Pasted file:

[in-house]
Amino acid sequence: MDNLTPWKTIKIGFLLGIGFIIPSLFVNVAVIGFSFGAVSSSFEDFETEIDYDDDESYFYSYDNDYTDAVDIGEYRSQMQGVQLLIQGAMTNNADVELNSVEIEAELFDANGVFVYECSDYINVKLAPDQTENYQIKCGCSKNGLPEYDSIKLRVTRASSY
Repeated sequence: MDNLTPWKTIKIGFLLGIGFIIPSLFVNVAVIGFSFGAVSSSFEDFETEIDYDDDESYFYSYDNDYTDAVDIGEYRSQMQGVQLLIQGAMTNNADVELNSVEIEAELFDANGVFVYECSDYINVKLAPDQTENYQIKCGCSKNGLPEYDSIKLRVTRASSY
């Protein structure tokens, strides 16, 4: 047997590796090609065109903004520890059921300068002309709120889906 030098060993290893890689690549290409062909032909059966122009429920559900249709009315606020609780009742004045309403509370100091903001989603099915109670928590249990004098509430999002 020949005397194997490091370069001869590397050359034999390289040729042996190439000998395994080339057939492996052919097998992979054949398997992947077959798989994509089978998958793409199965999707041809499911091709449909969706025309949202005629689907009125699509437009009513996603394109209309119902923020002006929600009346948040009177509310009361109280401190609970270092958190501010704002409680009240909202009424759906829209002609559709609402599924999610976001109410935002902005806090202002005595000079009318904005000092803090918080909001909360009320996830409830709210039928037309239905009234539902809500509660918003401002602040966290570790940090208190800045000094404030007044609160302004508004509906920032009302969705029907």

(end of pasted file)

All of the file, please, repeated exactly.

[in-house]
Amino acid sequence: MDNLTPWKTIKIGFLLGIGFIIPSLFVNVAVIGFSFGAVSSSFEDFETEIDYDDDESYFYSYDNDYTDAVDIGEYRSQMQGVQLLIQGAMTNNADVELNSVEIEAELFDANGVFVYECSDYINVKLAPDQTENYQIKCGCSKNGLPEYDSIKLRVTRASSY
Repeated sequence: MDNLTPWKTIKIGFLLGIGFIIPSLFVNVAVIGFSFGAVSSSFEDFETEIDYDDDESYFYSYDNDYTDAVDIGEYRSQMQGVQLLIQGAMTNNADVELNSVEIEAELFDANGVFVYECSDYINVKLAPDQTENYQIKCGCSKNGLPEYDSIKLRVTRASSY
């Protein structure tokens, strides 16, 4: 047997590796090609065109903004520890059921300068002309709120889906 030098060993290893890689690549290409062909032909059966122009429920559900249709009315606020609780009742004045309403509370100091903001989603099915109670928590249990004098509430999002 020949005397194997490091370069001869590397050359034999390289040729042996190439000998395994080339057939492996052919097998992979054949398997992947077959798989994509089978998958793409199965999707041809499911091709449909969706025309949202005629689907009125699509437009009513996603394109209309119902923020002006929600009346948040009177509310009361109280401190609970270092958190501010704002409680009240909202009424759906829209002609559709609402599924999610976001109410935002902005806090202002005595000079009318904005000092803090918080909001909360009320996830409830709210039928037309239905009234539902809500509660918003401002602040966290570790940090208190800045000094404030007044609160302004508004509906920032009302969705029907």